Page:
• Celebrate the small wins. A good blood test, a reduction in meds, whatever it is, just take that moment of joy and recognize something good has happened.
  • Put us first for a bit. Yes, I know that is selfish, but it is our turn. Come over and see us, even if you wouldn’t normally. This isn’t business as usual.
  • Make dinners. We are too tired to cook most of the time. Dinner is a nice treat. If you can’t cook, get us takeout.
  • Run us a bath. Muscle aches are horrible and baths help.
  • Help us with our housework. I let this slide and now I am overrun with pantry moths. It’s not fun.
  • Help us with our groceries. Again, we are tired and shopping is hard.
  • We are alone all day and night. Text us entertaining things. This is good.
  • Just be there. Just spend time with us just as we are. Don’t expect too much from us.

Thoughts on facing illness alone

I’ve done this before. I’ll dust off the manual and get to dealing with this disease alone. Yes, it is terrifying. I started the year with a job, a healthy bank account, my health, a boyfriend, friends, and family. I end the year with my job on hiatus, in debt, sick, no boyfriend, some good friends, and a much smaller family. How things change.

In reality, not much has changed. Aside from my list above, the support a partner provides you when ill isn’t really tangible. There is very little about my day to day life that will change now that I am single again. But somehow, when you are sick, there is that feeling of dread that comes with being single that just makes you feel like this is it. That you will never be enough for someone when you are sick. That you will always be alone. Who would want me like this? He didn’t.

But, I am here to remind you, that you can do this alone, friendly reader, whomever you are. If you are alone, and have limited friends or family or loved ones or are recently single or have always been single and you are sick, you can do this. You have the strength to get through it. It will be harder, and I don’t know why it is harder, but it will be.

Some tips:

  • Be your own advocate. No one is going to fight for you now, so you have to do it yourself. Get the care you need, when you need it and make sure it happens.
  • Remind yourself to eat. I know it is hard, but you won’t heal if you don’t put nutrients into your body. It is easier and more fun to cook for someone else but find meals you can cook yourself, and find stuff that works for you.
  • Shower and paint your nails and get a face mask or a haircut. I know you don’t feel like it, and getting dressed up for a special someone is always more fun and more inspiring, but do it for you. Do things that make you feel good.
  • Exercise. You won’t be getting endorphins from hugs and hand holding and sex and love so exercise is your only option here. Get out of the house. Go for a walk. See the sunshine.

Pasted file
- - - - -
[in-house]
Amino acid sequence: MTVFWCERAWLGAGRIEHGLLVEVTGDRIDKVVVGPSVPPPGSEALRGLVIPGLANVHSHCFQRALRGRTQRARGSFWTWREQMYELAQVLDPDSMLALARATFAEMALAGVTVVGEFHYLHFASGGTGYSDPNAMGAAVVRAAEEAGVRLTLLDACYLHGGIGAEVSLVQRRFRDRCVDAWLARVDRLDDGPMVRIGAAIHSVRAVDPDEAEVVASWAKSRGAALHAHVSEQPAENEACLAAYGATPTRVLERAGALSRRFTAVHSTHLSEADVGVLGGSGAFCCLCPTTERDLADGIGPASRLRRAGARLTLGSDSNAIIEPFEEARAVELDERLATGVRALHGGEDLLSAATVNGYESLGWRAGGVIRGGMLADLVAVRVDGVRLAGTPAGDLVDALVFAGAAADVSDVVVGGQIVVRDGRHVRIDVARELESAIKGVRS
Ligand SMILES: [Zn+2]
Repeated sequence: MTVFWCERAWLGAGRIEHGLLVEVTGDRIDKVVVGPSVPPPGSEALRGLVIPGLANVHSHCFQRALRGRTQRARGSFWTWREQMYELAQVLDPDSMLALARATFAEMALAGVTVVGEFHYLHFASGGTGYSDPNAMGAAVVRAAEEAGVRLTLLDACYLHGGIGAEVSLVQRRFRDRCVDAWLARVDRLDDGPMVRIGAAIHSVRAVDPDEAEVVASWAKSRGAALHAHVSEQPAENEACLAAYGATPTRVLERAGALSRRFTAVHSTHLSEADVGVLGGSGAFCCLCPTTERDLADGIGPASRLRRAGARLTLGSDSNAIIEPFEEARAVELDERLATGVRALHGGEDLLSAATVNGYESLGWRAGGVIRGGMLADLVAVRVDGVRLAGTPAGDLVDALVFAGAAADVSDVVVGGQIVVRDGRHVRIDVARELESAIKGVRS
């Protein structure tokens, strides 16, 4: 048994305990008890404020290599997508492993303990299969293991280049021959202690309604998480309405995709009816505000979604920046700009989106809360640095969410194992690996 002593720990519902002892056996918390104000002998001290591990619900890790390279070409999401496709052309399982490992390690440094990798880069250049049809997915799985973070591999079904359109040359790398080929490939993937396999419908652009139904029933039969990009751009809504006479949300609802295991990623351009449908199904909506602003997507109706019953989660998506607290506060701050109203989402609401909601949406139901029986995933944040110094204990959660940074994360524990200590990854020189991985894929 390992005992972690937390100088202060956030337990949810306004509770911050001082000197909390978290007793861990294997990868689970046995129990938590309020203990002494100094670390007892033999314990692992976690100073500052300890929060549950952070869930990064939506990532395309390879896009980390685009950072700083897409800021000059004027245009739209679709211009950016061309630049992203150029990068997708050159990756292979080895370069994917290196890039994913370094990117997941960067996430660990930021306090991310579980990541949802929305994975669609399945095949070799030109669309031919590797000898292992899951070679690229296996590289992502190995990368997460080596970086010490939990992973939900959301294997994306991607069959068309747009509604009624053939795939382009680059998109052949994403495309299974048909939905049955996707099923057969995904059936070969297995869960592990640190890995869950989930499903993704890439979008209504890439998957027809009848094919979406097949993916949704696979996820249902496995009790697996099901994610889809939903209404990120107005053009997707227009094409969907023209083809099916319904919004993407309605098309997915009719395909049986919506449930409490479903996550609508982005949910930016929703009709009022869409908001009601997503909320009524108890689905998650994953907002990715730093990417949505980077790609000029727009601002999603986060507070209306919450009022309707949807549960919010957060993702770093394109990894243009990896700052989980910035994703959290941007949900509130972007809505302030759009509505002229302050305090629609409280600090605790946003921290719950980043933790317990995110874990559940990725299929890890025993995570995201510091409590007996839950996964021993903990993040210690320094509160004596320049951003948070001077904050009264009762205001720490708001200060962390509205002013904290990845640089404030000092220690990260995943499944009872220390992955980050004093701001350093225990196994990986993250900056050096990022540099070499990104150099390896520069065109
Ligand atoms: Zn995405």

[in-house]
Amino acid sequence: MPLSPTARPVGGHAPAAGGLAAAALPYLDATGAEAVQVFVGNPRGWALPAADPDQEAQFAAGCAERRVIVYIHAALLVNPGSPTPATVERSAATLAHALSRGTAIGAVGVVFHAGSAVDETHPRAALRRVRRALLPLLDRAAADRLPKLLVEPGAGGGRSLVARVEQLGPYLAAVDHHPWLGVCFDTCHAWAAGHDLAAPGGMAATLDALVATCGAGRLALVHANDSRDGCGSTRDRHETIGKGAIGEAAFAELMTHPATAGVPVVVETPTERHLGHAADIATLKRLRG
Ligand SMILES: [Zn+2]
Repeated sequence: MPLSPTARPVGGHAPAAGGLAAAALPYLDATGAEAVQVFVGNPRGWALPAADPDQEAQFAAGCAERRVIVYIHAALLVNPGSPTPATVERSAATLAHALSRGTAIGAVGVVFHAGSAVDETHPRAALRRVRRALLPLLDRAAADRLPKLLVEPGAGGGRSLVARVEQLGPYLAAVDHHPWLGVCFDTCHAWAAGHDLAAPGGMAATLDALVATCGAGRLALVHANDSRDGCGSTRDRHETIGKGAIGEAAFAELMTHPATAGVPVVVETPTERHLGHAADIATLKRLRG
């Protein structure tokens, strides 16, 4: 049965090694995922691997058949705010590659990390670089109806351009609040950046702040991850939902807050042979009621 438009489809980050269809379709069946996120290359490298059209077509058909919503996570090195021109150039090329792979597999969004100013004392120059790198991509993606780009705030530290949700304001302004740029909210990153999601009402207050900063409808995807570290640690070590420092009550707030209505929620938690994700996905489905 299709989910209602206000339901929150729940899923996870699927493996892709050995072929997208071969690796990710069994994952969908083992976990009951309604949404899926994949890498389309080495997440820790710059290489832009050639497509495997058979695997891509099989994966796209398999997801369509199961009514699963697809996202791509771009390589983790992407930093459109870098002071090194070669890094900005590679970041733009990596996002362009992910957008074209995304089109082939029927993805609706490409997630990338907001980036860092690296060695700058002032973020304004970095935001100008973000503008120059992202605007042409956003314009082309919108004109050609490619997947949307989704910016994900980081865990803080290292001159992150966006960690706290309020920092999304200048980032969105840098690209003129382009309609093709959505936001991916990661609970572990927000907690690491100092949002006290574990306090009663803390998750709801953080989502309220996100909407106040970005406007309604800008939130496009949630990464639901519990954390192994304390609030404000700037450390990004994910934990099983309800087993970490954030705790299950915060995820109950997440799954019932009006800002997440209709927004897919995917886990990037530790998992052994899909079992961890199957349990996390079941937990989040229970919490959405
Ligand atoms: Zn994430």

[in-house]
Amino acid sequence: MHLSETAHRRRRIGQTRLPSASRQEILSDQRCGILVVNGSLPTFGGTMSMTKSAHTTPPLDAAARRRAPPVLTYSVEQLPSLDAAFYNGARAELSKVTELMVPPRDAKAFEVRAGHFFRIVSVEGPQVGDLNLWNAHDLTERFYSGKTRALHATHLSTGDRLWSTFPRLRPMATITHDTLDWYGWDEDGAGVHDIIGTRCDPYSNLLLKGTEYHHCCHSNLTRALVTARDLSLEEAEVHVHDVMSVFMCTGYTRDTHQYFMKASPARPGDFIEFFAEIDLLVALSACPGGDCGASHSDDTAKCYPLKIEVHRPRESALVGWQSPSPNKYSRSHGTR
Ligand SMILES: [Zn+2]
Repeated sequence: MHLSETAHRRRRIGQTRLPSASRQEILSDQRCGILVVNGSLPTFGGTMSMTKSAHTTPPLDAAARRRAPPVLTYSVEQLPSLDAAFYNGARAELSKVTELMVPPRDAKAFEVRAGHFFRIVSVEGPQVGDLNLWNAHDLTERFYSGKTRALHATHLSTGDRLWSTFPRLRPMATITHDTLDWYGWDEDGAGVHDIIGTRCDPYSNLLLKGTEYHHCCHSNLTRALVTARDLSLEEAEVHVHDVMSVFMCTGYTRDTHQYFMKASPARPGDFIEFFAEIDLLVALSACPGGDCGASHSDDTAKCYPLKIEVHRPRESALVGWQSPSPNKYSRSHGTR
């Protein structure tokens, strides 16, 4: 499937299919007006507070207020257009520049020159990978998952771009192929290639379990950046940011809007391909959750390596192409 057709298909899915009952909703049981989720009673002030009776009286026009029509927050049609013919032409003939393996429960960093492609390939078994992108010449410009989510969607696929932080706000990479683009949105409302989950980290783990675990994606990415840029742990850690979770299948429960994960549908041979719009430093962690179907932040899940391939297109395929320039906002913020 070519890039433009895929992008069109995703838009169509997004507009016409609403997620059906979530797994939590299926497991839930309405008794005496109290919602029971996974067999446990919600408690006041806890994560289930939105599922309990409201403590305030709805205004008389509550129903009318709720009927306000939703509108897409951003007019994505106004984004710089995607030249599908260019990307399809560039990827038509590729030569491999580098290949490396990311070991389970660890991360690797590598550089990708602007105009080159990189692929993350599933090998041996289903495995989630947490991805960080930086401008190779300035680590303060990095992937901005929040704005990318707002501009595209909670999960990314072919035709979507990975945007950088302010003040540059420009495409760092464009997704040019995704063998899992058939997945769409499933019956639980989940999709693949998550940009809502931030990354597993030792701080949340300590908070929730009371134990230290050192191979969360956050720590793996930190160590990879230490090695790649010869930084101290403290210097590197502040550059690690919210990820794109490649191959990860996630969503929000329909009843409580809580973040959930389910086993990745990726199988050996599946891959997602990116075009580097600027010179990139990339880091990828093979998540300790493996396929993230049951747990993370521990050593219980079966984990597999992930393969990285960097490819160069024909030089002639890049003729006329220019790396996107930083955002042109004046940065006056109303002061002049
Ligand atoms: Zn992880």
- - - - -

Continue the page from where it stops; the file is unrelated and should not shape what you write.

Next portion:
• Put absolutely no energy into meeting anyone else. It is tempting to get back on the wagon, but realistically, dating when you are chronically ill is just too hard. If someone comes along, great, roll with it, but I would advise not looking for it because it just causes unneeded stress and anxiety and you don’t need any of that.

Some miscellaneous thoughts to finish us off

Breakups are sad affairs. There is no getting around it. Someone always gets hurt. It wasn’t mutual and I had very much let myself believe I had found my person. But, even amidst illness, life goes on. I will keep moving forward because that’s all you can do.

I have my pet birds to entertain me. I have some good friends to help me through. I may no longer have anyone to put down as my emergency contact, but I will keep going.

When this happened to me at 23, I was furious. I was so angry that after years of supporting my partner through their ups and downs, their mental health crises, their pain and their suffering, that the moment I needed something, I was deemed no longer fun. No longer worth their time or effort. It felt like a huge slap in the face to have someone end things with me when I was at my lowest point, after everything I did for them. But life isn’t an easy quid-pro-quo. I know that now. We don’t always get what we deserve from the people around us. They let us down.

Now, I am just mildly annoyed. Maybe that shows growth. It is all a bit deja-vu. I have given two years of my life, again putting someone else’s needs first, again supporting their ups and downs, their mental health crises, their pain and their suffering. And when I needed them to cut me some slack, grant me some grace, it was all too much for them. It wasn’t fun anymore.

I know I am a good person and I will get through this. I don’t know what the future holds, but I will keep getting out of bed every day. Just keep swimming. Just keep breathing.

I’ll end with this: “Hey, don’t write yourself off yet. It’s only in your head you feel left out or looked down on. Just try your best, try everything you can […] it just takes some time, little girl, you’re in the middle of the ride, everything will be just fine, everything will be all right.” (Jimmy Eat World, “The Middle”).

I’m not writing myself off yet. I will keep hoping for tomorrow.


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Lizzy Finn

I am a consultant on a career break, fighting a recent diagnosis of dermatomyositis. Sharing my experiences, and trying to get through the day with lots of decaf tea!

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  1. Raises Hand – Going it Alone here! and frankly, its working for me; it means everything gets to be about me. :))) but seriously, there are (alot) of times that i just have to suck it up and get stuff done (that hard chore, that drive to the lab appointment, etc.,) because there isnt a partner standing by to do it for me.

    However, I am stronger for it. MUCH stronger.

  2. @lizzysawrus I can’t imagine the shock you faced hearing this from J! I was shocked to read it; I actually gasped out loud. Thanks for the positivity despite that it is a terrible situation for you and for providing tips to help others may be going through the same thing. I just happened to get lucky in meeting my husband the year I got sick and he has stuck by me now for 18 years. That is more uncommon I think and I realize I am blessed. Hang in there and focus on you. Just keep swimming . . .